How much soil do I need to send?
1/2 to 1 cup for a complete analysis. If you send more, it just costs you more to mail, and costs us more to ship and dispose of. If you send too little, we can’t do all of the analyses properly. More detailed information on how to collect a representative sample can be found here.
How much does it cost?
A basic test is currently (Summer 2023) $17. Analysis for heavy metals (lead, chromium, cadmium, nickel) is an additional $10 (i.e., a total of $25).
What is included?
The basic test includes pH, and available P, K, Ca, Mg, S, micronutrients, reactive Al, CEC, base saturation, organic matter, and fertilizer and lime recommendations for one crop. If you would like recommendations for additional crops, indicate which ones and add $2 for each additional crop. You will need to pick the crop — we don’t tell you what crop your soil would be suitable for.
What is the difference between Commercial and Home tests?
The laboratory tests done on Commercial and Home samples are identical. There are some differences in the details of the lime and fertilizer recommendations, but the main difference between Commercial and Home test reports is in the references given for questions about the recommendations. All Home reports go to the Master Gardener Helpline; they won’t deal with test reports from commercial customers, even if the actual sample is from a homeowner, so any sample submission form with an entry in the Farm/Company line will be treated as Commercial.
I only want to test my soil for lead; how much does that cost?
A lead-only screening test is $15; you will receive no information on nutrients, pH, or fertilizer recommendations.
If I send more than one sample, do I have to write a separate check for each one?
No. One check is fine, we can figure out what samples it covers.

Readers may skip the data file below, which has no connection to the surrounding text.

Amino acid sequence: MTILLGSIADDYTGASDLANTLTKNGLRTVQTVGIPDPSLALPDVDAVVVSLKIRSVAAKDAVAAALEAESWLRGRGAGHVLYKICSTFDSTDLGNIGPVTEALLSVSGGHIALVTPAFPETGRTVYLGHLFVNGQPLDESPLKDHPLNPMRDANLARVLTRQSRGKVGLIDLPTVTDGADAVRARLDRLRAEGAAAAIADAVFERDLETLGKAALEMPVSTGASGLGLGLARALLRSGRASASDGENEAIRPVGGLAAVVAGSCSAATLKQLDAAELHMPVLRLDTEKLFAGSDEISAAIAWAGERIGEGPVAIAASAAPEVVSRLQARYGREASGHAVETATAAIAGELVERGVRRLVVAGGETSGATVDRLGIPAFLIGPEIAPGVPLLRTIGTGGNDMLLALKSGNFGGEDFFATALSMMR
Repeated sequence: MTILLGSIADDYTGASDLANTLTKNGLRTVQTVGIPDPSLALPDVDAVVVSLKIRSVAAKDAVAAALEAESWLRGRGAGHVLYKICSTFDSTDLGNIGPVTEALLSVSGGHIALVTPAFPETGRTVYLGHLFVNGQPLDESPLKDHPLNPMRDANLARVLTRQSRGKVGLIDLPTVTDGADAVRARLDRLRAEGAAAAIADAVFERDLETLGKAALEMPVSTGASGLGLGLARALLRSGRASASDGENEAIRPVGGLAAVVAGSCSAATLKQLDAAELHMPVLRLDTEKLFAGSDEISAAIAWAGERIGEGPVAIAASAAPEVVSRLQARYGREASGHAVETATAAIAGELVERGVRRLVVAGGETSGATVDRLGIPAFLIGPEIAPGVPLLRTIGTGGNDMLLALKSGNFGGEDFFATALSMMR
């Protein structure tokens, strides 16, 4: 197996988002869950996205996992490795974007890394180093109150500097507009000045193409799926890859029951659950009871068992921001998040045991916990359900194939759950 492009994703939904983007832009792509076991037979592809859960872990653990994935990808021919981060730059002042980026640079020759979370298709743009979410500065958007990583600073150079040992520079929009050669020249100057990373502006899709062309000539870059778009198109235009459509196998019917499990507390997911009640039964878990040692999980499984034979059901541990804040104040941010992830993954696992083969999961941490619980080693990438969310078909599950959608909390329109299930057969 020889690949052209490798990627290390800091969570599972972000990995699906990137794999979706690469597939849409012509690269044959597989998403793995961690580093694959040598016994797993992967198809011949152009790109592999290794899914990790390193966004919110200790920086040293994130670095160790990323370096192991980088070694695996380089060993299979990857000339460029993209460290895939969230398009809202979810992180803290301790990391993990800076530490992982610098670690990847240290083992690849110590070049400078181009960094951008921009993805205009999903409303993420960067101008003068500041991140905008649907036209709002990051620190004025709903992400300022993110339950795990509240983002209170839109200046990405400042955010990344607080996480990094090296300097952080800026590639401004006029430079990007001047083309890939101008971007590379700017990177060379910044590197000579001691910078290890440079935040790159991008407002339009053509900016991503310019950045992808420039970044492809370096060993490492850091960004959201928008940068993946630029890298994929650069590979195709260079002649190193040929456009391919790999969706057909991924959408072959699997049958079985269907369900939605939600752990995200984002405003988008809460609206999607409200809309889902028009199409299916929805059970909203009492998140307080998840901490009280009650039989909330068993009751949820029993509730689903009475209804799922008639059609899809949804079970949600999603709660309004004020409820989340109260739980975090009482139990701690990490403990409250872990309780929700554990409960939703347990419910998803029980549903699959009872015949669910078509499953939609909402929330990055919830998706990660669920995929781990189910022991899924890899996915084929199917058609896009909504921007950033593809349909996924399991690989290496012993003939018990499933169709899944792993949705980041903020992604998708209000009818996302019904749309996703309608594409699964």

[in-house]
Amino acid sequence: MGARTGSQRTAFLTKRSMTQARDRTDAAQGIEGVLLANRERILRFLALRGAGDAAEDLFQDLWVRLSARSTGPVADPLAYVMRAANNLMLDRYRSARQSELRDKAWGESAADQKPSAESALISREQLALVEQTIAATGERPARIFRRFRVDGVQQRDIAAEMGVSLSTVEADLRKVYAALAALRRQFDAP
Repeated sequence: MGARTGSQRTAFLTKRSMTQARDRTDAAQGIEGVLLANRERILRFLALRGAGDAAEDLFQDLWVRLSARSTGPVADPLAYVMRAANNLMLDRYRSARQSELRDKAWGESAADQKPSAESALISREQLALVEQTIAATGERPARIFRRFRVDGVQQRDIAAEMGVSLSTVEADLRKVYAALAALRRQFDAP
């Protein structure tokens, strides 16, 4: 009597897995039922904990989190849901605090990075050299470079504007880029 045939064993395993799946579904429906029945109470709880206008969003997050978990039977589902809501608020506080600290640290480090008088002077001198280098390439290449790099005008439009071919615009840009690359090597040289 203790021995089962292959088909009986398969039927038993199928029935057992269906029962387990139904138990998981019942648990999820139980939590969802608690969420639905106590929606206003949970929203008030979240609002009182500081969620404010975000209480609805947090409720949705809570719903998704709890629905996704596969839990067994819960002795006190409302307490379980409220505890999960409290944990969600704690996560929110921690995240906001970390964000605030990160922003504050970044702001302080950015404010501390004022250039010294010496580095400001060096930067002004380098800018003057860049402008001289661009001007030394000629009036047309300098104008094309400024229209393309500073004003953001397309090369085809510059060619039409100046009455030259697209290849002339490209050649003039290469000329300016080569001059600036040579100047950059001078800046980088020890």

What’s the difference between the Blue and Yellow soil test kits?
We print the Field Crops (also called Farm) Questionnaire on blue paper, and the Garden or Hort Crops Questionnaire on yellow paper. If you print the forms from our website you may use whatever paper color you wish. Field crops include corn (silage), soybeans, wheat, and other annual crops, and hay (alfalfa, trefoil, clover, or grass) and pasture. Garden/Hort crops include vegetables (including sweet corn), fruits and berries (strawberry, blueberry, apple, etc.), trees and shrubs, flowers, herbs, lawns, and Christmas trees.
Which form do I use for a deer food plot?
In most cases, you would use the Field Crops (Blue) form and select one of the Conservation Planting crops.
Do I have to get a sample kit from the Testing Lab, or can I use my own plastic bag?
You are welcome to download and print the appropriate form from our website (see "Forms" below), and use whatever clean plastic bag you have for the soil (please don’t send it in a glass bottle).
Do I have to fill out a separate form for each sample, and put each one in a separate mailing envelope?
No, our new sample submission forms allow you to enter information for up to 10 samples on one form; you don't have to use a separate kit for each sample. Use any clean plastic bag for the samples; you don’t have to use the ones in our kits, just be aware that we only need 1/2 to 1 cup of soil for each sample. Place multiple samples in a large mailing envelope or box. You may write one check for multiple samples.
Do I have to label the sample bag?
We have to be able to link the soil in each bag with the corresponding information on the form. If it’s just one bag and one form in an envelope, you don’t need to label the bag. If there’s more than one sample in a box or envelope, then label the bag (with a permanent marker) with the same name or number as you list on the form. You don’t need to put your name, address, phone number, etc.
Please do not put paper labels inside the bag; they just get soggy and disintegrate.
How do I test my potting soil or compost?
We no longer offer testing for Compost, Plant Tissue (Foliar), or Greenhouse Media (SME) samples. The University of Maine Analytical Lab provides these tests (in a more rapid turnaround time than we have been able to meet). Visit their website for price lists and sample submission forms.
I’m planning to purchase some topsoil that’s advertised as a loam? Will it make a good lawn or garden?
There is no legal definition or guaranteed content for purchased soil in Vermont. Before purchasing soil, consider using the soil you have on site already. Purchasing soil involves removing or "mining" it from one site for use at another. Even the best quality purchased soil will need some adjustment of pH, organic matter, or nutrient level before use. Often, you will be spending as much time, effort, and money on purchased soil as you would on the soil you have already. However, areas of gravel fill or with soils of high silt and clay content may benefit from a new layer of soil. More information is available at http://anlab.umesci.maine.edu/soillab_files/faq/Loam.pdf (thanks to the University of Maine for this information).